Understanding the Symptoms and Risks of Colorectal Cancer

 

In February 2000, U.S. President Bill Clinton officially designated March as National Colorectal Cancer Awareness Month. Since then, it has grown to be a rallying point for the colorectal cancer community where thousands of patients, survivors, caregivers and advocates throughout the country join together to spread colorectal cancer awareness by wearing blue, holding fundraising and education events, talking to friends and family about screening and so much more.

 

What is colorectal cancer? 

Colorectal cancer refers to cancer in the colon and/or rectum, or both. The colon is part of the large intestine or large bowel. The rectum is the passageway that connects the colon to the anus. Most colorectal cancers develop first as polyps, which are abnormal growths inside the colon or rectum that may later become cancerous if they are not removed.

Colorectal cancer is very treatable when it is discovered early. Even if it spreads into nearby lymph nodes, surgical treatment followed by chemotherapy is very effective. In the most advanced cases — when the cancer has spread to the liver, lungs, or other sites — treatment can often make surgery an option and can prolong and add to quality of life. Research is constantly being done to learn more and provide hope for people in all colorectal cancer stages.

Colorectal cancer is the third most common cancer in the US, and the second leading cause of cancer death. It affects men and women of all racial and ethnic groups and is most often found in people 50 years or older. However, incidence in those younger than 50 is on the rise. This disease takes the lives of more than 50,000 people every year.

 

What risk factors should I be aware of?

The risk of getting colorectal cancer increases as we get older. About 90% of cases occur in people who are 50 years or older. However, incidence in those younger than 50 is on the rise. Other risk factors include having:

        •  Inflammatory bowel disease such as Crohn’s disease or ulcerative colitis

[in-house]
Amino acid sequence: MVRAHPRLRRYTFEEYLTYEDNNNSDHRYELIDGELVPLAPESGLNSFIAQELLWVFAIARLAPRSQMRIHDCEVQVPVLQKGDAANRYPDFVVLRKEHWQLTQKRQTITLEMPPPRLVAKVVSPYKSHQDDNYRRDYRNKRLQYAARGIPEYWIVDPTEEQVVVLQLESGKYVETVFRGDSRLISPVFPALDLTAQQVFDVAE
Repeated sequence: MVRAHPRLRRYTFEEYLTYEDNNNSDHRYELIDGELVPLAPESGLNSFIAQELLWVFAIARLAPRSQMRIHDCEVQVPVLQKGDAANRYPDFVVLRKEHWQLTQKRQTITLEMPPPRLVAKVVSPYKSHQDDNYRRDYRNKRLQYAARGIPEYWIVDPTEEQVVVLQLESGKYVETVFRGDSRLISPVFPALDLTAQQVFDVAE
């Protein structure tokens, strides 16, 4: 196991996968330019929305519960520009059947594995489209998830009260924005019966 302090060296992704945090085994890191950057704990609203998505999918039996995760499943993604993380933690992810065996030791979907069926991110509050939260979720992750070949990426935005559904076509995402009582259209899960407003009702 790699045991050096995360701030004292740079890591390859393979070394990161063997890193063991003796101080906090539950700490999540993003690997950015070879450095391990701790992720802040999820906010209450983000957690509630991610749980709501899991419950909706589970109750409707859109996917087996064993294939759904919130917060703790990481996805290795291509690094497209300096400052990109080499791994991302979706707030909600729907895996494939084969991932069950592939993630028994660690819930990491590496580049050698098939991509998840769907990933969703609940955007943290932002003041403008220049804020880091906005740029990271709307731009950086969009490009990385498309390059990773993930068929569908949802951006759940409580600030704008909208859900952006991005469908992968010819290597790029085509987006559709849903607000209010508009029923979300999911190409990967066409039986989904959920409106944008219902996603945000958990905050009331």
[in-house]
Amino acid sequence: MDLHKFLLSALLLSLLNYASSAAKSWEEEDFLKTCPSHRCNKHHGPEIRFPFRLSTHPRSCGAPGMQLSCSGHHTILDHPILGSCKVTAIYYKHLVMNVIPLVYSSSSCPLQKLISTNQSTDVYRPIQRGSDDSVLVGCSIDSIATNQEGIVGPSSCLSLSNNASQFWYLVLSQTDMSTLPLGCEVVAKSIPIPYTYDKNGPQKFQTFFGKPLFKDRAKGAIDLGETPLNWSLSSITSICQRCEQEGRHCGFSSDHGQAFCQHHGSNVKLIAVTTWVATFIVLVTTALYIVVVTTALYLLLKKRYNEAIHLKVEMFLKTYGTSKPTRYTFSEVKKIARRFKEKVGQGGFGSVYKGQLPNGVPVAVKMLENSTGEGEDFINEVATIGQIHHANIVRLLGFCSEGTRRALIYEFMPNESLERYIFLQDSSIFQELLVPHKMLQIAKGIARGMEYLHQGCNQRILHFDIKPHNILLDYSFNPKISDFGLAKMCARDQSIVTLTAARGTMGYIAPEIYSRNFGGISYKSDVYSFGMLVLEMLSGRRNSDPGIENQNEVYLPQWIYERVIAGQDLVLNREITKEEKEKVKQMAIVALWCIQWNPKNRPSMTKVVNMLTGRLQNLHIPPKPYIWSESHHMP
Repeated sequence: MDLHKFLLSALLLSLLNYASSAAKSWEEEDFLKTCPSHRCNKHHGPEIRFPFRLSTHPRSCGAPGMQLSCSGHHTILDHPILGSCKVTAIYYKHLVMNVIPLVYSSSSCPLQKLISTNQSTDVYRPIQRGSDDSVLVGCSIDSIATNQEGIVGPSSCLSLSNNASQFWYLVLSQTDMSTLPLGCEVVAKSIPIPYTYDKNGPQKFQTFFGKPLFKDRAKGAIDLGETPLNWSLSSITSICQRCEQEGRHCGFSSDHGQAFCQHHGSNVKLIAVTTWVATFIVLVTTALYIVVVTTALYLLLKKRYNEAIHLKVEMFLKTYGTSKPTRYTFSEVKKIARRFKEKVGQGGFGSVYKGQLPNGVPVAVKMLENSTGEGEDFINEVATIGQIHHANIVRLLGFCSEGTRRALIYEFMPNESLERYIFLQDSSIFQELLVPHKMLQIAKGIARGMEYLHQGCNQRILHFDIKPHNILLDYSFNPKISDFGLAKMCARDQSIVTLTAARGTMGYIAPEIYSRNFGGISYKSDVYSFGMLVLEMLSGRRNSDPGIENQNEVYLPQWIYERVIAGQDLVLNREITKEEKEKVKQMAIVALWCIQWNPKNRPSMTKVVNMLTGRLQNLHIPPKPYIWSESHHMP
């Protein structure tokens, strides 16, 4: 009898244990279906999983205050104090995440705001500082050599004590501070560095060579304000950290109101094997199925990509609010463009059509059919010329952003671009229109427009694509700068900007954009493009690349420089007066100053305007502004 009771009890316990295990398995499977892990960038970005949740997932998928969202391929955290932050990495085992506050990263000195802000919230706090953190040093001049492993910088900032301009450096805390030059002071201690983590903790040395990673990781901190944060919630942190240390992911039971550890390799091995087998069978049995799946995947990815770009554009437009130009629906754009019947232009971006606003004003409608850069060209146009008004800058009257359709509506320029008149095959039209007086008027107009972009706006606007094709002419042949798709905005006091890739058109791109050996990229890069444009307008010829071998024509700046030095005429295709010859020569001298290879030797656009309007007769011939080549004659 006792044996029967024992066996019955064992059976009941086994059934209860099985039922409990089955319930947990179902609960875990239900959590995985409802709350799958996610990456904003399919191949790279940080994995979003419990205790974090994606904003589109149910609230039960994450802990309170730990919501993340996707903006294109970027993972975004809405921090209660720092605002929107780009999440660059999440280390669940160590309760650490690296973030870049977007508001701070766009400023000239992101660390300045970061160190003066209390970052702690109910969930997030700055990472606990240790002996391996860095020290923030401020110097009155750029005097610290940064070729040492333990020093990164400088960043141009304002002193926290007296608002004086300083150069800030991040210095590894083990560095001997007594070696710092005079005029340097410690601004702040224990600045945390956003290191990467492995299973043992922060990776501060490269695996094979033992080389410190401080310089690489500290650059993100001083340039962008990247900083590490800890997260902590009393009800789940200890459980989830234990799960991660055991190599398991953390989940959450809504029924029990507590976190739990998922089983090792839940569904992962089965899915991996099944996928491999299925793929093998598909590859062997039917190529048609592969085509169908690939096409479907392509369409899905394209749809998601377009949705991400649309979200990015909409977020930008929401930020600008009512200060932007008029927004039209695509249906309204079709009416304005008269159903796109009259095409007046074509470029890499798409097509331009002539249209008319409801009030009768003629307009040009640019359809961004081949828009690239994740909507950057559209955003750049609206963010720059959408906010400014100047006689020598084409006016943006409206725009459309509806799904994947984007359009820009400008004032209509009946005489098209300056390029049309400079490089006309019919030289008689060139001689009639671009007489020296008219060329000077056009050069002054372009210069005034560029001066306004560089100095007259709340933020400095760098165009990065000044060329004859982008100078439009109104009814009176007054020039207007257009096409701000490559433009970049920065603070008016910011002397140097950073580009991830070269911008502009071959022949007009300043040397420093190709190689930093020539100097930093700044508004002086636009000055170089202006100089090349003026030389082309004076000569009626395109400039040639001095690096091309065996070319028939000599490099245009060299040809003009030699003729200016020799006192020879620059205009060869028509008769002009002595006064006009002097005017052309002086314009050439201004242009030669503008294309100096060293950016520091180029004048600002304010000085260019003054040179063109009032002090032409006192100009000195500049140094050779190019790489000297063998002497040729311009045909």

•  A personal or family history of colorectal cancer or colorectal polyps

        •  A genetic or hereditary syndrome

Lifestyle factors that may contribute to an increased risk of colorectal cancer include:

        •  Lack of regular physical activity

        •  A diet low in fruit and vegetables

        •  A low-fiber and high-fat diet, or a diet high in processed meats

        •  Overweight and obesity

        •  Alcohol consumption

        •  Tobacco use

 

What are the symptoms? 

Colorectal cancer first develops with few, if any, symptoms. Be proactive and talk to your doctor. Listed below are a few of the most common symptoms:

Changes in bowel habits. This includes intermittent or constant diarrhea and/or constipation, a change in the consistency of stool, or more narrow stools than usual.

Persistent abdominal discomfort. This can present as cramps, gas, or pain and/or feeling full, bloated, or a feeling like the bowel is not completely empty. Nausea and/or vomiting can also be a symptom.

Rectal bleeding. This simply means the presence of blood in the stool. The blood can be bright red, or the stool may be black and tarry or brick red.

Weakness or fatigue. This may be accompanied by anemia or a low red blood cell count.

Unexplained weight loss. If you are losing weight for no known reason, or from nausea or vomiting, then it could be a symptom of colorectal cancer.

 

When should I see a doctor? 

Earlier is better.

Since the early signs of cancer often do not include pain, it is important not to wait and see your doctor soon. Remember, early detection can save your life.

When it comes to colorectal cancer, the most common symptom is NO symptom, which is why we call it the silent killer. If you’re 50, average risk, get screened. A screening test is used to look for a disease when a person doesn’t have symptoms. (When a person has symptoms, diagnostic tests are used to find out the cause of the symptoms.)

Colorectal cancer almost always develops from precancerous polyps (abnormal growths) in the colon or rectum. Screening tests can find precancerous polyps, so that they can be removed before they turn into cancer. Screening tests can also find colorectal cancer early - when treatment works best.

Colorectal cancer symptoms can also be associated with many other health conditions. Only a medical professional can determine the cause of your symptoms.

If you think you are at increased risk for colorectal cancer, speak with your doctor about:

  •  When to begin screening

  •  Which test is right for you

  •  How often to get tested

Millions of people in the United States have not gotten screened as recommended. That number has significantly increased during the past year, due to COVID-19. These individuals are missing the chance to prevent colorectal cancer or find it early, when treatment often leads to a cure.

 

Summit Medical Group provides a variety of colorectal cancer screening tests and procedures, and most insurance plans (including Medicare) help pay for colorectal cancer screening for people who are 50 years old or older. Colorectal cancer screening tests may even be covered by your health insurance policy without a deductible or co-pay. Check with your insurance plan to find out what benefits are covered for colorectal cancer screening. For more information about Summit’s colorectal screening options or to find a primary care physician, visit www.summitmedical.com.